Family Matters

Who’s Your Baby Daddy? New Paternity Test Can Tell at 12 Weeks

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My youngest daughter has platinum curls; my husband and I have dark brown locks. When questioned, I routinely tell nosy people, “All I can say for sure is that I know I’m the mom.” It’s a joke: I’m certain that he’s the dad. But as of Tuesday, other would-be parents in need of proof can turn to a new blood test that can pinpoint paternity as early as 12 weeks into a pregnancy — much earlier than existing methods.

DDC, a privately held company that offers various genetic tests, has the exclusive U.S. license to market the clunkily named Non-Invasive Prenatal Paternity Test, which analyzes what’s known as circulating cell-free fetal DNA in the mother’s blood to suss out daddy’s identity. The test was created by Gene Security Network of Redwood City, Calif.

Each year, lots of pregnant women and their partners fret about fatherhood; DDC says it receives 400,000 calls annually, mostly from people inquiring about paternity tests. Until now, only amniocentesis or chorionic villus sampling could determine paternity in utero, and both carry a slight risk of miscarriage. Barring those options, couples had to wait until a baby was born, when the infant’s cheek could be swabbed and compared with DNA samples from the mother and alleged father.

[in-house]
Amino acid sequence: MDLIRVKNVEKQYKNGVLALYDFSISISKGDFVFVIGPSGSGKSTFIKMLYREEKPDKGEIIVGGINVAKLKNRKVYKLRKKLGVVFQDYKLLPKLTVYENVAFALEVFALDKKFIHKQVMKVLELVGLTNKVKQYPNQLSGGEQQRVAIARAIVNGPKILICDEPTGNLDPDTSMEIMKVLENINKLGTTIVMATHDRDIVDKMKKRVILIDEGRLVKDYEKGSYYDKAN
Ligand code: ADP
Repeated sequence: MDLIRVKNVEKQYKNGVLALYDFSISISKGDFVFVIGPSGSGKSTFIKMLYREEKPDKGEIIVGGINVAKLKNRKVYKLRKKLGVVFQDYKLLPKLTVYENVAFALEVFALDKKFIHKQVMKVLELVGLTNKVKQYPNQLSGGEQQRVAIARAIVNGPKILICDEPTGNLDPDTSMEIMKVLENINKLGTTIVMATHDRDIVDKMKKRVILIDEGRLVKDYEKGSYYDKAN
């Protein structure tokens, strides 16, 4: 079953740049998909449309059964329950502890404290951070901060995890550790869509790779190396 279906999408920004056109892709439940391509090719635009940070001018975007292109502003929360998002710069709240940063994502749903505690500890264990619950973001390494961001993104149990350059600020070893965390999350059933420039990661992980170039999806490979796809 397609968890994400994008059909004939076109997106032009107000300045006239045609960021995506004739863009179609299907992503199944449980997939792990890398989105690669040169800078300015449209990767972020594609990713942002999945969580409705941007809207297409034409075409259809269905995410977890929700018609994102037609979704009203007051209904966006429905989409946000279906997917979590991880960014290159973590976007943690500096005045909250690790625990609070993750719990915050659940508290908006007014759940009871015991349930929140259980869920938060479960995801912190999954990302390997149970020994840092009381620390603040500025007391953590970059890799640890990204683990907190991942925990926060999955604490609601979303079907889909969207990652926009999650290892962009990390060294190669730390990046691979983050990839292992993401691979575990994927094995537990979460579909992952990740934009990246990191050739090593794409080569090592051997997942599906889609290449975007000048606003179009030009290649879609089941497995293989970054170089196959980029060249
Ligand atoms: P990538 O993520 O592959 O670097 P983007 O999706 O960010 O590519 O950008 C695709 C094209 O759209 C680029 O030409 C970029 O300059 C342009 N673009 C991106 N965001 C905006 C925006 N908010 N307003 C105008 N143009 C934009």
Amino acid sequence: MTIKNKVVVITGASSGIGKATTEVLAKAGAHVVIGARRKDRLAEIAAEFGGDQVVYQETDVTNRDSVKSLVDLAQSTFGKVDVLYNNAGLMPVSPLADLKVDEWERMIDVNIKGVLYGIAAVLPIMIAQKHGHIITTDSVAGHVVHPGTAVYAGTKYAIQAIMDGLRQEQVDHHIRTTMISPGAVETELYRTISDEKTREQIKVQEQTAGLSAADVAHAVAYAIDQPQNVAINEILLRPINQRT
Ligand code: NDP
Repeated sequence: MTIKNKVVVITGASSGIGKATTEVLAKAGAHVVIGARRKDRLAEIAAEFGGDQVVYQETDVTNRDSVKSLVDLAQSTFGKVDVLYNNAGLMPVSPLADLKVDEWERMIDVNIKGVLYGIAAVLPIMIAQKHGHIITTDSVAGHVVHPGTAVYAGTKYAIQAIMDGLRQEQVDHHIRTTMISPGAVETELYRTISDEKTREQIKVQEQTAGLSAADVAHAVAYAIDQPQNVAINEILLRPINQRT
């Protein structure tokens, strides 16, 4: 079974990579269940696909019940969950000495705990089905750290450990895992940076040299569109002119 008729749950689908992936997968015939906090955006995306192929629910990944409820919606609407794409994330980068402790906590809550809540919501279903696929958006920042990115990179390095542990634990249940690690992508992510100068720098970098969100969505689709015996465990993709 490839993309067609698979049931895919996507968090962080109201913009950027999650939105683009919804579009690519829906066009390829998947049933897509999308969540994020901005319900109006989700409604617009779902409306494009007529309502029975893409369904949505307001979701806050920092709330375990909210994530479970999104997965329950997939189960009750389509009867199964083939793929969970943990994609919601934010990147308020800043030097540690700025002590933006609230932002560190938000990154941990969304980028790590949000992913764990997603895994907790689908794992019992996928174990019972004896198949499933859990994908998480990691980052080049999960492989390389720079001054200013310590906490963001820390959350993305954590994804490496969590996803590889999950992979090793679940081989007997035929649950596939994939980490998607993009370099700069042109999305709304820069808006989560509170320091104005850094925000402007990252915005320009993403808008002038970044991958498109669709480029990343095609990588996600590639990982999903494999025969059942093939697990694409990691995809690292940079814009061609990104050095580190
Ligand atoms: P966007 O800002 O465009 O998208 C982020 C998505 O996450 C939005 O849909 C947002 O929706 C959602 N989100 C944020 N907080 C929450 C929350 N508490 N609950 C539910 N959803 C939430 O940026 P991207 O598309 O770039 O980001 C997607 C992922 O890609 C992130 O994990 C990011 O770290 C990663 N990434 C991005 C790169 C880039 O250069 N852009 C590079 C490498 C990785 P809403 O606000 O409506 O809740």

“Not knowing precisely who the father is is a major issue,” says Peter Vitulli, CEO of DDC. “We believe the waiting really increases the stress level for everyone involved.”

The new test, which costs $1,625, is able to separate fetal DNA from that of the mother and father — and any lingering genetic material from previous babies the mother carried, which can stick around up to 20 years.

It’s available only through DDC, which has set up a toll-free number, 1-800-CALL-DDC, in anticipation of a lot of wealthy prospective parents. Considering that a pregnancy test costs about $10, the paternity test is in a prenatal economic league of its own.

NEXT: “It’s the Holy Grail of prenatal testing”

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3 comments
PetraSpahr
PetraSpahr

Ms. Rochman - Many if not most children of white or partially white parents have much lighter color features: hair, skin, eyes, up until about the age of 2 or so, then that blue-eyed, blonde hair toddler tends to darken to the color of his/her parents.  More coloring changes happen during puberty, although girls tend to lighten, boys darken.  So do not worry.

Ette
Ette

I did the test during the 11th week of pregnancy. It failed, I got an email a few days ago: "The test showed Insufficient fetal DNA. Kindly redraw mother." Now I am doing this test again. It seems not to be very reliable.

PrenatalPaternity
PrenatalPaternity

A company called Viaguard Accu-metric also does the test. A friend of mine got it done and we had to shop around for this test. The test helped her figure out the paternity.